The point of mythology or myth is to point to the horizon and to point back to ourselves: This is who we are; this is where we came from; and this is where we're going. And a lot of Western society over the last hundred years - the last 50 years really - has lost that. We have become rather aimless and wandering.
- J. Michael Straczynski
Myths are a part of every culture in the world and are used to explain natural phenomena, where a people came from and how their civilization developed, and why things happen as they do. At their most basic level, myths comfort by giving a sense of order and meaning to what can sometimes seem a chaotic world.
Mythology (from the Greek mythos for story-of-the-people, and logos for word or speech, so the spoken story of a people) is the study and interpretation of often sacred tales or fables of a culture known as myths or the collection of such stories which deal with various aspects of the human condition: good and evil; the meaning of suffering; human origins; the origin of place-names, animals, cultural values, and traditions; the meaning of life and death; the afterlife; and celestial stories of the gods or a god. Myths express the beliefs and values about these subjects held by a certain culture.
Myths tell the stories of ancestors and the origin of humans and the world, the gods, supernatural beings (satyrs, nymphs, mermaids) and heroes with super-human, usually god-given, powers (as in the case of the Greek myth of Heracles or Perseus). Myths also describe origins or nuances of long-held customs or explain natural events such as the sunrise and sunset, the cycle of the moon and the seasons, or thunder and lightning storms. Scholars Maria Leach and Jerome Fried define mythology along these lines:
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[A myth is] a story, presented as having actually occurred in a previous age, explaining the cosmological and supernatural traditions of a people, their gods, heroes, cultural traits, religious beliefs, etc. The purpose of myth is to explain, and, as Sir G.L. Gomme said, myths explain matters in “the science of a pre-scientific age.” Thus myths tell of the creation of man, of animals, of landmarks; they tell why a certain animal has its characteristics (e.g. why the bat is blind or flies only at night), why or how certain natural phenomena came to be (e.g. why the rainbow appears or how the constellation Orion got into the sky), how and why rituals and ceremonies began and why they continue. (778)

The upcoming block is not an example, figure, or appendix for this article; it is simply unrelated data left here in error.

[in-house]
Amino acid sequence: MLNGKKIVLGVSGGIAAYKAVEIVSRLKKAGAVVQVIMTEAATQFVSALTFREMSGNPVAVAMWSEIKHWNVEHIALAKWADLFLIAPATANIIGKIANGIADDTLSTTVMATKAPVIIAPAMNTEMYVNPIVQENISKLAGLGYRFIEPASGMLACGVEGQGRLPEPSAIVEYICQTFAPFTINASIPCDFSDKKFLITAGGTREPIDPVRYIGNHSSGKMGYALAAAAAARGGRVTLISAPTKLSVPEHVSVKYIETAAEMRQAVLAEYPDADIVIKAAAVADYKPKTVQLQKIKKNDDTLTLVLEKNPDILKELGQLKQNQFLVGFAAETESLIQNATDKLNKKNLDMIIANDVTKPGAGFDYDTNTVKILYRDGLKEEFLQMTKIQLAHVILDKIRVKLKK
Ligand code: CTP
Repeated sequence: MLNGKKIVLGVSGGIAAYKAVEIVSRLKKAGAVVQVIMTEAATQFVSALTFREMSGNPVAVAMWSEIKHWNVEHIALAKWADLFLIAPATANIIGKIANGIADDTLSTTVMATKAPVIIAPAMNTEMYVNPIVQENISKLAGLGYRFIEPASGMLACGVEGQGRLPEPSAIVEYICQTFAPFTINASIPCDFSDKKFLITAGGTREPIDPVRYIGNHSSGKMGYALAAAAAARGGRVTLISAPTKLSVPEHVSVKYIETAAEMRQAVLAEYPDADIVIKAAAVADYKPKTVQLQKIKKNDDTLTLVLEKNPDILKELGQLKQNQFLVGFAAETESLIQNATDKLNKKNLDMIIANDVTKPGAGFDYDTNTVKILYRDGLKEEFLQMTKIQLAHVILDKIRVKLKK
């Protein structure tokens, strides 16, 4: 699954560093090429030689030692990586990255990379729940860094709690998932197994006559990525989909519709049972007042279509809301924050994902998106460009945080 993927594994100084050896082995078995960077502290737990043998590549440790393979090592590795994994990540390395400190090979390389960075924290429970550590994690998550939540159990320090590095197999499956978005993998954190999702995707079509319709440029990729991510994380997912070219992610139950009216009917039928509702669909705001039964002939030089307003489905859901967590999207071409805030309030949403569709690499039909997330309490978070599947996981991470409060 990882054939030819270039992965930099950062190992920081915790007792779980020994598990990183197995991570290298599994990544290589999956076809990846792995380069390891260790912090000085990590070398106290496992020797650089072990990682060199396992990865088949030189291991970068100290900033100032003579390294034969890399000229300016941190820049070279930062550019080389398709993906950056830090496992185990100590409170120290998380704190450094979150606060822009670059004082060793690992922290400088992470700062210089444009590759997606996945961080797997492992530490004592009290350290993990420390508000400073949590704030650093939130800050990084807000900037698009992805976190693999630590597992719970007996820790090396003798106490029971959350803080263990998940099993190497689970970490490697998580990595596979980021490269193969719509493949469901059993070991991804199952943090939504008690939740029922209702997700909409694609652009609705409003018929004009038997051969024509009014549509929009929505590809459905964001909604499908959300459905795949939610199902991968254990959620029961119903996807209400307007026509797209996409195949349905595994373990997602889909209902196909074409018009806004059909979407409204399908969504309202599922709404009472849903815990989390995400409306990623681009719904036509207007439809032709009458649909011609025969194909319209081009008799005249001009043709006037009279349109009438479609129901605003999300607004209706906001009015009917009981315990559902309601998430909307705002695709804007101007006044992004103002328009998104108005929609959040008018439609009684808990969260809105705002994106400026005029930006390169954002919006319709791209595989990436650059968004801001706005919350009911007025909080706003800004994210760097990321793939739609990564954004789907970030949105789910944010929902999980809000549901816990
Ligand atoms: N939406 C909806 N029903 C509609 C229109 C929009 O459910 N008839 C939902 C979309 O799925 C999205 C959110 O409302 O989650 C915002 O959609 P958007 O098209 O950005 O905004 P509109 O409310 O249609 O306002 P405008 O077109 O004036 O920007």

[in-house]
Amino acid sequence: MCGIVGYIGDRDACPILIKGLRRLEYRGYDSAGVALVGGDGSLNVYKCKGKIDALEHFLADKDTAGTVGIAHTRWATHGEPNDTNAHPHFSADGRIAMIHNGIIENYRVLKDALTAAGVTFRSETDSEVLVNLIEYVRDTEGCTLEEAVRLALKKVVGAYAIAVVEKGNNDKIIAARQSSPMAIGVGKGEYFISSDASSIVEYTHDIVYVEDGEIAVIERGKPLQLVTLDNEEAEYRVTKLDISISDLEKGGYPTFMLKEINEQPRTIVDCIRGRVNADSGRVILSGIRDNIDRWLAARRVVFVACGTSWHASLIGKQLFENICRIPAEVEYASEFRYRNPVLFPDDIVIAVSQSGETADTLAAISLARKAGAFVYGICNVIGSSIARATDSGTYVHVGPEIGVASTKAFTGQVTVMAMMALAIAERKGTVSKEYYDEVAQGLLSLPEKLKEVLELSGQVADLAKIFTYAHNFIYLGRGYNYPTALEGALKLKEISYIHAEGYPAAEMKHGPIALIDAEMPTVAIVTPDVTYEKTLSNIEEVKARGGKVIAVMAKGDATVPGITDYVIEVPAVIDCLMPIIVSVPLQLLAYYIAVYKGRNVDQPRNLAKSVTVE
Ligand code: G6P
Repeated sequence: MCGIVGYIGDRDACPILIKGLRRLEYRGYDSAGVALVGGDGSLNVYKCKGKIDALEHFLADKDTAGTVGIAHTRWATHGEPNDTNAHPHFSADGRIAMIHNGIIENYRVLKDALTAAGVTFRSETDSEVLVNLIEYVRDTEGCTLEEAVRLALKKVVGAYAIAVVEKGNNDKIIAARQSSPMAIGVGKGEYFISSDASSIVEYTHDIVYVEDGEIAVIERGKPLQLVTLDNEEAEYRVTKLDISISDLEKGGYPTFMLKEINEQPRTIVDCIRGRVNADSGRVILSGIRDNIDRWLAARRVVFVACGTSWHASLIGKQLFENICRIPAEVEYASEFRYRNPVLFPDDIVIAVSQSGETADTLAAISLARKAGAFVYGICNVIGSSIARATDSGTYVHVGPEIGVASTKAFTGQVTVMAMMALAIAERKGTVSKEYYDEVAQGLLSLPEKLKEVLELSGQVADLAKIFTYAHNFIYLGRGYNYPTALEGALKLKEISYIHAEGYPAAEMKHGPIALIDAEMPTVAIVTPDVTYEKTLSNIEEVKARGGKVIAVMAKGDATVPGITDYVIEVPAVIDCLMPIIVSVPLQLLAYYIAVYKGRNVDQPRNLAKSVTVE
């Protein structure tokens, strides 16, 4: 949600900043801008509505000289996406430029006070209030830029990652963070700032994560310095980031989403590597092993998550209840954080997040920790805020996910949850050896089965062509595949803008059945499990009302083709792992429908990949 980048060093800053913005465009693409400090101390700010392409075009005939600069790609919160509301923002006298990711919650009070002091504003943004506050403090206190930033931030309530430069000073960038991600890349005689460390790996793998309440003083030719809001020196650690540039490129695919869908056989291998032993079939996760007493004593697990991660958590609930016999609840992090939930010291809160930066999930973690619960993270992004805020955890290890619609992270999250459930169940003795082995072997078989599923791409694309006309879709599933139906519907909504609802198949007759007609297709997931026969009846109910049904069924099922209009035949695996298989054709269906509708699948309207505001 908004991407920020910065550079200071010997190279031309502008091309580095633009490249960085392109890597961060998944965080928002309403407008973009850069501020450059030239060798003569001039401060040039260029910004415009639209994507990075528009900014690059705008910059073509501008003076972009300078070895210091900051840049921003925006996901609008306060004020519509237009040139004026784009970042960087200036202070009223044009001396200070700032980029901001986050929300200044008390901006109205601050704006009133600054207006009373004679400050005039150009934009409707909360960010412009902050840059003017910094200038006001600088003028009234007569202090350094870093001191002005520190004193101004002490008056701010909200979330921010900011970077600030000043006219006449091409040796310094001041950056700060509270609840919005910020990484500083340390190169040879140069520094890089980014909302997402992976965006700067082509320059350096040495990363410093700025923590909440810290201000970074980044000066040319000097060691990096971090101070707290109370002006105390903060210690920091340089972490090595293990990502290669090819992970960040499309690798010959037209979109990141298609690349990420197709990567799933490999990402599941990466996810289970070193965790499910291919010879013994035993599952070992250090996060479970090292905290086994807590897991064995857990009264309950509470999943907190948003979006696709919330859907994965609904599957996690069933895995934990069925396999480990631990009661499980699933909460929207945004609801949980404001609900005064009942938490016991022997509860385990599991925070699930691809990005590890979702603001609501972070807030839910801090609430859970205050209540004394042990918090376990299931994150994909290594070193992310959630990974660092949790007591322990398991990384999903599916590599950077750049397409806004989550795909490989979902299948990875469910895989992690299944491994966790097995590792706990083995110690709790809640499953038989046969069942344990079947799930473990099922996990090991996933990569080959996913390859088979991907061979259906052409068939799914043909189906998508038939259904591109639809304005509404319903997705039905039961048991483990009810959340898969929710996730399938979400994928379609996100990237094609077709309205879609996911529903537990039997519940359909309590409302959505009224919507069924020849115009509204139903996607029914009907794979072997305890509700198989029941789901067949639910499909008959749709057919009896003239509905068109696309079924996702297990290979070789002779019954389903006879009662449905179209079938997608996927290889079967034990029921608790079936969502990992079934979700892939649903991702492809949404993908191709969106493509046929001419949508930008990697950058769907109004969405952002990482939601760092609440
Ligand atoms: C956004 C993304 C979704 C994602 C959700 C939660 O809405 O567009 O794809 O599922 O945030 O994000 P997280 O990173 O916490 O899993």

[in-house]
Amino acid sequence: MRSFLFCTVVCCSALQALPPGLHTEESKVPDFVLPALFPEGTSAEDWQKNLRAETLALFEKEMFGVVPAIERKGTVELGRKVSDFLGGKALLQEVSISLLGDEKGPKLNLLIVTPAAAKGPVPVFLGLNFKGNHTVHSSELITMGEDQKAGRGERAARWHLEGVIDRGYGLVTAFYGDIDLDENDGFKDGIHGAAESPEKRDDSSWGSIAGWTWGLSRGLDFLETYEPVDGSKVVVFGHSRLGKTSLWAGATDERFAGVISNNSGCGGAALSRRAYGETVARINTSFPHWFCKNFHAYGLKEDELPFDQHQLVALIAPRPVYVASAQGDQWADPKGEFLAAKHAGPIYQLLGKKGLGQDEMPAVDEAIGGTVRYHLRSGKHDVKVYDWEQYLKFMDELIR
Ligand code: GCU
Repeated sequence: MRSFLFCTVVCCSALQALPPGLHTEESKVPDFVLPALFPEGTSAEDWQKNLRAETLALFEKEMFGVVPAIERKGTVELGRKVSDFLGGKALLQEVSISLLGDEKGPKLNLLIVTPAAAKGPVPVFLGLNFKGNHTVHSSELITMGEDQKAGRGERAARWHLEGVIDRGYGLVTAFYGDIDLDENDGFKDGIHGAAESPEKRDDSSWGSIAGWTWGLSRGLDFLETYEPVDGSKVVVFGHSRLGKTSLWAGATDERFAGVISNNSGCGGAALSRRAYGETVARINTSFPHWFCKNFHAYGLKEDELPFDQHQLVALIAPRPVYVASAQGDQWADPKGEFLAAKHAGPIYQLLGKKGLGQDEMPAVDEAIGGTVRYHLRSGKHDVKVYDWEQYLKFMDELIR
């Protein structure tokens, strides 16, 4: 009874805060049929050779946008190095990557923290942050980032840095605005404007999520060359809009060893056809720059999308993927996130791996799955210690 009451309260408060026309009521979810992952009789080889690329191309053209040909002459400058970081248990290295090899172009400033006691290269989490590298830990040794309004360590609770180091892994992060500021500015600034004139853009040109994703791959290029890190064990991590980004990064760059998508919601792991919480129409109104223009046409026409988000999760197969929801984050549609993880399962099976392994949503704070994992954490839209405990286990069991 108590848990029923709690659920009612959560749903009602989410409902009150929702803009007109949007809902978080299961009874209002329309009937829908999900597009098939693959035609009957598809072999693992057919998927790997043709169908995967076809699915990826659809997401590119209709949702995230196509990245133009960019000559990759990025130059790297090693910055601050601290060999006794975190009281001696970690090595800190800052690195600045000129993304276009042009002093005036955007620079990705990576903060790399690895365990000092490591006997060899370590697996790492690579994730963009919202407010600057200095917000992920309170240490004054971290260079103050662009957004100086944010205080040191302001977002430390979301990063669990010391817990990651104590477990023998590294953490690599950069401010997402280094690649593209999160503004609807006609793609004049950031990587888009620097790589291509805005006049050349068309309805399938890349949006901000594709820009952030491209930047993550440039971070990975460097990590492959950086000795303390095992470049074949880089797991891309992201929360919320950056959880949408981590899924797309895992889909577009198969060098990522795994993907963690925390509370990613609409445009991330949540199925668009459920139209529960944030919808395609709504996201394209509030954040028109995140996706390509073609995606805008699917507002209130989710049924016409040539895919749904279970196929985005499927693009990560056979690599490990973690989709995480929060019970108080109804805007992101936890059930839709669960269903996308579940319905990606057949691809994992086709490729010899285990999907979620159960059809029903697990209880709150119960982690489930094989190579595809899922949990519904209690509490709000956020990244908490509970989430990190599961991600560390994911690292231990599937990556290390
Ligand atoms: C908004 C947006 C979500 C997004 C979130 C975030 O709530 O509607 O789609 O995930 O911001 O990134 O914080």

Mythology has played an integral part in every civilization throughout the world. Pre-historic cave paintings, etchings in stone, tombs, and monuments all suggest that, long before human beings set down their myths in words, they had already developed a belief structure corresponding to the definition of `myth' provided by Leach and Fried. According to twentieth century psychiatrist Carl Jung, myth is a necessary aspect of the human psyche which needs to find meaning and order in a world which often presents itself as chaotic and meaningless. Jung writes:
The psyche, as a reflection of the world and man, is a thing of such infinite complexity that it can be observed and studied from a great many sides. It faces us with the same problem that the world does: because a systematic study of the world is beyond our powers, we have to content ourselves with mere rules of thumb and with aspects that particularly interest us. Everyone makes for himself his own segment of world and constructs his own private system, often with air-tight compartments, so that after a time it seems to him that he has grasped the meaning and structure of the whole. But the finite will never be able to grasp the infinite. (23-24)
The infinite Jung references is the numinous quality of the mysterious, holy, and powerful which provides the underlying allure of mythological tales and themes because it gives a final meaning to human existence. The concept of something greater and more powerful than one's self gives one the hope of direction and protection in an uncertain world. According to Leach and Fried, the mysterious, holy, and powerful is “a concept of the human mind from earliest times: the basic psychological reaction to the universe and environment which underlies all religion” (777).
What one calls “mythology” in the present day, it should be remembered, was the religion of the ancient past. The stories which make up the corpus of ancient mythology served the same purpose for the people of the time as the stories from accepted scripture do for people today: they explained, comforted, and directed an audience and, further, provided a sense of unity, cohesion, and protection to a community of like-minded believers.
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